There are many online videos of dogs doing everything they can to resist taking a bath. If you have been lucky enough to experience it first hand, you know how miserable giving a dog a bath can be. However, what if I told you it didn’t have to be that way. As a groomer I have had dogs come in who at first seem to hate everything about the bath, but then after a couple of grooming sessions they get excited and even pull their owners into the grooming shop. I don’t bribe dogs with food treats, but rather I use my behavior to make it a pleasant experience for the dogs.
The first thing to do, and possibly the hardest, is to let go of all your expectations of how the bath will go. If you are already stressed out, the dog will sense it and will also be stressed out. Instead, wait until you are happy and relaxed before giving your dog a bath. If you already have a bath routine and your dog runs and hides once he knows what is about to happen, switch it up. By doing the routine in a different order, your dog doesn’t know what to expect. Also, where you bathe your dog can make a big difference. On a hot summer day it may seem like a great idea to use the garden hose, but not every dog will enjoy the cold water. A better idea is to use the bathtub, shower, or even your kitchen sink for smaller dogs. After all, who doesn’t enjoy a nice warm bath over a cold bath. If your dog is likely to jump out and try to escape, feel free to use their leash to restrain them in the bathing area. It will also make it less stressful for you knowing they can’t escape, and it turns into a more pleasant experience for your dog.
Now that your dog is secure in the bathing area, it is time for their bath. First, turn on the water and let it run next to them for a second. This will allow you to test the water temperature to make sure it isn’t too hot or too cold, and let your dog realize the water is on instead of them suddenly getting wet out of nowhere. When you start to wet them, begin closer towards their rear end and work your way towards their head. This will let them get used to the idea of being wet, and allow them to relax when you wet their head. Now is time for the doggie massage (applying the shampoo). Make sure you use a shampoo that is meant for dogs. Often times shampoo meant for people or dishes will cause dogs to become itchy and have dry, flaking skin. I prefer an oatmeal based shampoo since it is great for the majority of dogs. However, if your dog has allergies, fleas, skin problems, etc. you should use a shampoo that is meant for their needs.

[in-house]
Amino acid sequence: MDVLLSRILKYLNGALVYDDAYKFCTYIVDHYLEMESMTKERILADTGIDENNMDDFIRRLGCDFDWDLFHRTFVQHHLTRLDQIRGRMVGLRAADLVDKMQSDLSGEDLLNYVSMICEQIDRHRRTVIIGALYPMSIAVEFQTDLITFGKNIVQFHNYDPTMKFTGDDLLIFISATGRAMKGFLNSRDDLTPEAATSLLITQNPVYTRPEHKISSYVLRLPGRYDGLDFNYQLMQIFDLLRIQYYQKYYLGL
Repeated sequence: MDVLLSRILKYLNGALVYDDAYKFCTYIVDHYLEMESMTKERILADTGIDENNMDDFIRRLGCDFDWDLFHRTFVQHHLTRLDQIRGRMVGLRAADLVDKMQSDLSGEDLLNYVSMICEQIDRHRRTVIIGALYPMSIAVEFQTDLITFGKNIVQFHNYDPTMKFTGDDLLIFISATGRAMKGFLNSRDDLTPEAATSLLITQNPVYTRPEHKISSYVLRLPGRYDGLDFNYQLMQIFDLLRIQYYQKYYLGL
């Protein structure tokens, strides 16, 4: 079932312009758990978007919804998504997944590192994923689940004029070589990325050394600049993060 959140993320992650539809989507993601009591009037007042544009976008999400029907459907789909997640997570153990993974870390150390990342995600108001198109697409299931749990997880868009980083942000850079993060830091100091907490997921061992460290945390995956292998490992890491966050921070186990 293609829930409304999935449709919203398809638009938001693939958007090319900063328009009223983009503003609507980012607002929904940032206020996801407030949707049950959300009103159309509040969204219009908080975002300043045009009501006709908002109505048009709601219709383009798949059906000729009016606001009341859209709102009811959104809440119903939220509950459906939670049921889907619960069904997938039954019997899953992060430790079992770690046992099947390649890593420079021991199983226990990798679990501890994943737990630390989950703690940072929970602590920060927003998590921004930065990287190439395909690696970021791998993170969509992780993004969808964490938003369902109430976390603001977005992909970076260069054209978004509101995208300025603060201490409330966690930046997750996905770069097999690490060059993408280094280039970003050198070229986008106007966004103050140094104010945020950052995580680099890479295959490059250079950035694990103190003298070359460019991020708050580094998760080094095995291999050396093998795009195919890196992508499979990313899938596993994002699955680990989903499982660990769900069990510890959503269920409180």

As you are applying the shampoo really work it into their coat. If you ever have ever had your hair washed at a salon you know how good it feels as you have your scalped massaged, and dogs seem to really enjoy it as well. Additionally, it will allow you to feel them all over and notice and issues that they may be developing. Often, groomers are the first to notice new warts, moles, and tumors because they are very hands on and feel the dog all over. Once they are lathered up you’ll need to rinse them. This is probably the most important part of the bath, because you need to make sure you rinse all the soap off. If any soap remains on the dog, it can cause skin issues that range from a little bit of dander to a large hot spot. Conditioner is optional for many dogs, but using it will make the dogs coat feel much softer. Also if they have tangles, it can help loosen them up for an easier brush out after the bath. If you do use a conditioner, make sure you fully rinse it out unless it is a leave on conditioner.
Now that they are clean you’ll want towel dry them as much as you can. For smooth coated dogs, especially on a hot day, a good towel drying is all that you may need. However, if your dog has longer hair, or it is cold, you’ll want to use a hair dryer to dry them. If your dog is scared of the dryer, start it off on a low setting and increase it once they become relaxed with it. As you are drying your dog feel free to brush them out at the same time. Using a brush will allow the air to get through to the different layers of the hair easier, and as a result dry your dog faster. This works if your dog has no tangles to a few tangles. However, if they have a lot of tangles you will need to comb them all out before you bathe your dog. If you can’t brush out all of the tangles, you may need to take them to the groomers for a haircut.
Danielle Grimm has been a dog groomer since 2000. The first shop that she worked in taught her how to groom dogs and cats. She currently does grooming in Montrose, CA where she has fun working with dogs every day. She lives there with her dogs Dillon and Leo. You can email her at email@example.com. Just mention MeowWoofChirp in the email. Danielle is also a member of the MeowWoofChirp community. You can see her profile at: http://www.meowwoofchirp.com/members/danielle/.